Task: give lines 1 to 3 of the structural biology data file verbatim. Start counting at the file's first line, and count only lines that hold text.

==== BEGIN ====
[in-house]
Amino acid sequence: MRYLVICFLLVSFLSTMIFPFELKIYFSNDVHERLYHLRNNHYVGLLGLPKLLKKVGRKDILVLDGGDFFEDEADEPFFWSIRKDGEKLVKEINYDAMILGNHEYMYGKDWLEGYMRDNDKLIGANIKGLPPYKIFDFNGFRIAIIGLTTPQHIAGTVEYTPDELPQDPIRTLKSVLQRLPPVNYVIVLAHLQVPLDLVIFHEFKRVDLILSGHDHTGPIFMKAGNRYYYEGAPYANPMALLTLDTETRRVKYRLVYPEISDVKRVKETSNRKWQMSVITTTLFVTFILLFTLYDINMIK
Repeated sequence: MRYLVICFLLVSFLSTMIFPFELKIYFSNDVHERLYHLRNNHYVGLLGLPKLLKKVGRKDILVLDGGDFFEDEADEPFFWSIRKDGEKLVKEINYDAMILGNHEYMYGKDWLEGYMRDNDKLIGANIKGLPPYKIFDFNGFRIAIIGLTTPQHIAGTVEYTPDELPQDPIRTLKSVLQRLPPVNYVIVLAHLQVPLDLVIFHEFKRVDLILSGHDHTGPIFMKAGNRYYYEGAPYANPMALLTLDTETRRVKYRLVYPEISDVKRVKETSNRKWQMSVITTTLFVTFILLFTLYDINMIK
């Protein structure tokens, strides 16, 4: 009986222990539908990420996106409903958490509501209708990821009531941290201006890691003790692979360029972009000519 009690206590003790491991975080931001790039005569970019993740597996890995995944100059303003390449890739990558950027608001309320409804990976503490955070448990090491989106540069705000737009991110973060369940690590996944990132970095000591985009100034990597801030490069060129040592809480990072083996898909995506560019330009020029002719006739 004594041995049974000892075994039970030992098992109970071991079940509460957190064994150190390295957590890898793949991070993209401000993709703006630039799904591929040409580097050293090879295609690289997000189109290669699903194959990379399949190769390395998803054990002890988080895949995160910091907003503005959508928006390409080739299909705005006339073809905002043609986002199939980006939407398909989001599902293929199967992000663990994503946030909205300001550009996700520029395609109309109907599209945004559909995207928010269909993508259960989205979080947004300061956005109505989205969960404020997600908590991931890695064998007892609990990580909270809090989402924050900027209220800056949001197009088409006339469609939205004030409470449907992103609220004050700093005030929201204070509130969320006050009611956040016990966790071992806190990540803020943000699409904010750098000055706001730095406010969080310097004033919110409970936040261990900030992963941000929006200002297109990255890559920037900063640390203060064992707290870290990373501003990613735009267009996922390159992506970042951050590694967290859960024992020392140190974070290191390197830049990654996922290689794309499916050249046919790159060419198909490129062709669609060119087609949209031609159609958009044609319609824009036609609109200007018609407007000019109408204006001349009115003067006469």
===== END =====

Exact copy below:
[in-house]
Amino acid sequence: MRYLVICFLLVSFLSTMIFPFELKIYFSNDVHERLYHLRNNHYVGLLGLPKLLKKVGRKDILVLDGGDFFEDEADEPFFWSIRKDGEKLVKEINYDAMILGNHEYMYGKDWLEGYMRDNDKLIGANIKGLPPYKIFDFNGFRIAIIGLTTPQHIAGTVEYTPDELPQDPIRTLKSVLQRLPPVNYVIVLAHLQVPLDLVIFHEFKRVDLILSGHDHTGPIFMKAGNRYYYEGAPYANPMALLTLDTETRRVKYRLVYPEISDVKRVKETSNRKWQMSVITTTLFVTFILLFTLYDINMIK
Repeated sequence: MRYLVICFLLVSFLSTMIFPFELKIYFSNDVHERLYHLRNNHYVGLLGLPKLLKKVGRKDILVLDGGDFFEDEADEPFFWSIRKDGEKLVKEINYDAMILGNHEYMYGKDWLEGYMRDNDKLIGANIKGLPPYKIFDFNGFRIAIIGLTTPQHIAGTVEYTPDELPQDPIRTLKSVLQRLPPVNYVIVLAHLQVPLDLVIFHEFKRVDLILSGHDHTGPIFMKAGNRYYYEGAPYANPMALLTLDTETRRVKYRLVYPEISDVKRVKETSNRKWQMSVITTTLFVTFILLFTLYDINMIK